The third season of Master of None likes to linger. Its five episodes spend extended periods of time on everyday activities: the folding of laundry, the unmaking of a bed, the sight of characters gazing wistfully out of windows. One episode opens with a shot of Lena Waithe’s character, Denise, eating a burger in a parked car for a minute and a half. Its unhurriedness is one of several things that distinguish this season, written by Waithe and series co-creator Aziz Ansari, from the ones that preceded it. While the first two seasons, which dropped in 2015 and 2017, primarily focused on Ansari’s character Dev, this one is all about Denise and her wife Alicia (Naomi Ackie). Subtitled Moments in Love, it’s incredibly moving at times as it traces the arc of the two women’s relationship over a series of years and rocky moments, with Dev only popping in occasionally to help tether these installments to those that came before.
The previous iterations of this Netflix series could rightly be described as comedies: there were laugh-out-loud moments in most episodes involving Dev’s dating life, his parents, or his mishaps in Italy. (See the season two episode when he and his friend Arnold get their tiny Italian rental car stuck in a narrow alley.) The humor was character-driven and observational, with a rom-com-like interest in how it feels when love is in its early stages.
The new season maintains that character-driven, observational ethos but leans more forcefully toward drama. Instead of new love, this season examines partnerships that are already well in progress. Relationships are work, and those long takes of banal activities reflect that. Sometimes being married really does mean sitting behind the steering wheel, messy burger in hand, with no one in the passenger’s seat.
It’s impossible to talk about the show’s new approach without acknowledging what has happened in Ansari’s personal life since the prior season. In 2018, the now-defunct website Babe.net ran a story about an anonymous photographer who said that Ansari had coerced her into engaging in sexual acts during a date. Ansari released a statement after the article was published saying that he was surprised to hear she had been uncomfortable but that he “took her words to heart.” Then he laid low for a while; he has since said he feared his career would be derailed by the incident. In his eventual stand-up sets, including his 2019 Netflix special Right Now, Ansari addressed the matter, saying, “It made me think about a lot, and I hope I’ve become a better person.”
The third season of Master of None doesn’t explicitly allude to this situation, but it certainly feels like an indication that Ansari has reflected on the fallout from that article. Without making a big to-do about it, Ansari, who directed all five episodes of season three, opted to largely remove himself from the narrative of the show he co-created with Alan Yang, instead foregrounding a story about two Black women. If actions speak louder than words, that creative shift says a lot.
Admittedly, some things are missed in this renewed version. Waithe’s Denise has always been a more low-key presence than Ansari’s animated Dev. Her chillness, while appealing, can sometimes make the show feel low-energy, especially when coupled with the measured pacing of the episodes. The first one, which introduces us to the world Denise and Alicia occupy—their beautiful, rustic rural home outside of New York City—clocks in at almost an hour; there are parts where you can really feel those minutes. But that is the point. Waithe and Ansari are trying to capture real life, and if we’ve learned anything about real life during the past year, it’s that it can feel endless, fraught, and mundane all at once.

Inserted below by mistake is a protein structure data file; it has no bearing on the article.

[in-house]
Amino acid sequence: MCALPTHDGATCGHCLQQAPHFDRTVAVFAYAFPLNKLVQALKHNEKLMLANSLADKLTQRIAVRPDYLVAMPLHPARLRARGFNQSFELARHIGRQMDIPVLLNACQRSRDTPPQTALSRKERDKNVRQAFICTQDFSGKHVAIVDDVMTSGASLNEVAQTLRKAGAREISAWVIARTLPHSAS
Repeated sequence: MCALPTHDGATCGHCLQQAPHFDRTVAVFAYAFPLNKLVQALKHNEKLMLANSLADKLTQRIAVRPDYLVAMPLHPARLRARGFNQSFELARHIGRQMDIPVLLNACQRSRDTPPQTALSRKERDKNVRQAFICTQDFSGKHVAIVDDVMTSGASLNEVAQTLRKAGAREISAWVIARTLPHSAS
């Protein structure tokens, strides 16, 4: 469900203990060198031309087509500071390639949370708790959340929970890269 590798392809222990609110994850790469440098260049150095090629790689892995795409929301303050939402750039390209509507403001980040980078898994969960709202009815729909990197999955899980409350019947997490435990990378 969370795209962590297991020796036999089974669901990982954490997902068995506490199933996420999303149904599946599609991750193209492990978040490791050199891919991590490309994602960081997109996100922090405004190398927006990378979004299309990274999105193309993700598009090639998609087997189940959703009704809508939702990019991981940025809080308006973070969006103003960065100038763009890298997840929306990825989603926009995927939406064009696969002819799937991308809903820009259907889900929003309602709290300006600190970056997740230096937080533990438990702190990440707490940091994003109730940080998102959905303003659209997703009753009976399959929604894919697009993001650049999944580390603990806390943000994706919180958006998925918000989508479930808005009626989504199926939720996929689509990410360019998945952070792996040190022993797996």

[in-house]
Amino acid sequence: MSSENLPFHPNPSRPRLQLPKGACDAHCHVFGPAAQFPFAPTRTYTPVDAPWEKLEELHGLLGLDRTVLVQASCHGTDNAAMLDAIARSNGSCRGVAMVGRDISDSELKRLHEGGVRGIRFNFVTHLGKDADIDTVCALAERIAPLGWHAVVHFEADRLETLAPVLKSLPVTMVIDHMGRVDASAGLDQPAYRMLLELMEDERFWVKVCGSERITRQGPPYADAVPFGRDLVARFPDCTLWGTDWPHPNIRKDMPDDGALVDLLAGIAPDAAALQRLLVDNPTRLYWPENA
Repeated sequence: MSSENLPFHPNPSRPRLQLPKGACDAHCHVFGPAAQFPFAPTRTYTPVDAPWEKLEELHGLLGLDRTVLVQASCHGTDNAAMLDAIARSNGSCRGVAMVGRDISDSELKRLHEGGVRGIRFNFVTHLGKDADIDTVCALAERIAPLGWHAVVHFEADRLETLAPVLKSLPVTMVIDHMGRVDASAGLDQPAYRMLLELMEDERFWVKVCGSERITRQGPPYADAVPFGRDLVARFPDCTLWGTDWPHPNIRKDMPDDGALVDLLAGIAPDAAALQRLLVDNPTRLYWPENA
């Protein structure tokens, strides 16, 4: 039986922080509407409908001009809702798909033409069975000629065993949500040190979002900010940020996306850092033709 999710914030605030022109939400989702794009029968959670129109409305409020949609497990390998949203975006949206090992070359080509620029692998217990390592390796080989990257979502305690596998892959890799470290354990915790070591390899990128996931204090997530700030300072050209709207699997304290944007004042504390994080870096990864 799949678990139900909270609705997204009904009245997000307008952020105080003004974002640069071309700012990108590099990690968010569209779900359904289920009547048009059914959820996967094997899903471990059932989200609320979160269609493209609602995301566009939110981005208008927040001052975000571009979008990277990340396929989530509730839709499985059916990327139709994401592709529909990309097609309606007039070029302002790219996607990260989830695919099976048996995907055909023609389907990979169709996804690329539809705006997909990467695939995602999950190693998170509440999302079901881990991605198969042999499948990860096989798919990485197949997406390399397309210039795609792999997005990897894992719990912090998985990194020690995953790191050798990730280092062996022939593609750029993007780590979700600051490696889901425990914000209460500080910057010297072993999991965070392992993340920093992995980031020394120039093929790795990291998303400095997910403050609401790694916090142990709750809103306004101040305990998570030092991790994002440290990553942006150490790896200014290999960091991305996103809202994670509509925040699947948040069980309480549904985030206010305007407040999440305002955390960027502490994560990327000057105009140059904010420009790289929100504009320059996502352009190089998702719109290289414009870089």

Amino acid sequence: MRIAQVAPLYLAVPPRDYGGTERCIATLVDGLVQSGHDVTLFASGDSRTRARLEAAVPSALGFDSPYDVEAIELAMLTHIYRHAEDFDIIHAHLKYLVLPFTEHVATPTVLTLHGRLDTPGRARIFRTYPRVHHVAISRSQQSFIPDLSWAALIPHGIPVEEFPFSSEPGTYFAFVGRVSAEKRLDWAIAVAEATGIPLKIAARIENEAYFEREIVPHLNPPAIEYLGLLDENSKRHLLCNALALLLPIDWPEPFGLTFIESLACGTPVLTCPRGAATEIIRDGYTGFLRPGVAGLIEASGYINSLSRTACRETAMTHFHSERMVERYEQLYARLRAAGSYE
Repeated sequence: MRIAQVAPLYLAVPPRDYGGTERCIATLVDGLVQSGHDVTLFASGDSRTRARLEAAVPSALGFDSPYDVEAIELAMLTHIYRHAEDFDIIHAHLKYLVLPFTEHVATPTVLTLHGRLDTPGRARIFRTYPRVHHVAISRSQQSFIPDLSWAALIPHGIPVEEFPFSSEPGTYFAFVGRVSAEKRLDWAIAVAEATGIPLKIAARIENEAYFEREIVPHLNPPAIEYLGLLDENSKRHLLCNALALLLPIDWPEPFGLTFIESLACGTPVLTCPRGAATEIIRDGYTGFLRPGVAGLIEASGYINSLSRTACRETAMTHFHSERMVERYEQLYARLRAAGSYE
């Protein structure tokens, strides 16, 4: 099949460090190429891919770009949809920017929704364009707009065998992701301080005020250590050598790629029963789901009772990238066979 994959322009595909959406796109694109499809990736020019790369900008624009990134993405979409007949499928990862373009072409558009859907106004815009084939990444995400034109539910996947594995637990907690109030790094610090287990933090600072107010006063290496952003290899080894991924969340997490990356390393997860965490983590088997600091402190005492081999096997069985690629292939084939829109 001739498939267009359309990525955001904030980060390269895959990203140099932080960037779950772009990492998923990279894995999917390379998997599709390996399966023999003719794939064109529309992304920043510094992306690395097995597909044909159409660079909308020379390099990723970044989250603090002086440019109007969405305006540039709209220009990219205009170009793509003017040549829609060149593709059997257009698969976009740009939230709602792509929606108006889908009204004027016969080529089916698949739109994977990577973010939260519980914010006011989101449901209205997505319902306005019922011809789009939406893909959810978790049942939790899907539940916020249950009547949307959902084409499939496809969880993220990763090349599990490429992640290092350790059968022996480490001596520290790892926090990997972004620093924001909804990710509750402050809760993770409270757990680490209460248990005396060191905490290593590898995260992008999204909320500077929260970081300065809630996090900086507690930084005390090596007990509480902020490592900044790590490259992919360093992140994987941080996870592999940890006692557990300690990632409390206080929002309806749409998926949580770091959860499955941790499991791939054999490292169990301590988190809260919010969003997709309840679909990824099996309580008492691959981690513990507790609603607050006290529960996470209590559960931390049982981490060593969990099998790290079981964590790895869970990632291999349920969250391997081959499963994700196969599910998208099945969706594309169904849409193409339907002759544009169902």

Happily, Ackie, the British actress from Netflix’s The End of the F***ing World, brings a warmth and depth to her portrayal of Alicia that works symbiotically with Waithe’s mellowness. In their scenes, it is obvious that Alicia is the yin that spoons perfectly with Denise’s yang. The happiness they bring each other shines through in small moments, like their mini-dance party to “Everybody, Everybody” in front of their washing machine. But when Alicia expresses a desire to have a child, it raises complications that suggest maybe they don’t nestle as snugly together as they thought.
The show’s detail-oriented sensibility pays off when it switches focus to Alicia in a later episode, tracing her journey through fertility treatments. We watch her face in close-up as she listens to a doctor explain how expensive IVF is and how couples in same-sex relationships usually aren’t covered by insurance. We observe in close-up the boxes of injectable hormones on Alicia’s counter, which magnify her fears about administering that first shot. When she reaches a low point, we see her yank herself up again by sitting in her doctor’s office in a jewel-toned blouse, her hair teased out and her hoop earrings extremely on-point, while she tells that (female) doctor, “I’m a bad bitch. And you’re going to be a bad bitch with me.” Ackie is a terrific, sturdy anchor in this extraordinary episode of television, one of the best that both Master of None and the year 2021 has produced.
While this season of the show argues that the things that matter in life — having a partner, having a child, building a fulfilling career — require effort and determination, it doesn’t fully invest in the concept of monogamy. Instead, it wrestles with that throughout, and its conclusions are ambiguous, which is not surprising given the creative interests of Ansari and Waithe (the latter is also developing a series for Amazon about non-monogamous marriages). But the one thing that these five episodes are sure of is that life, as monotonous as it can sometimes be, also contains great joy. Master of None is determined to make us stop and take the time to notice that.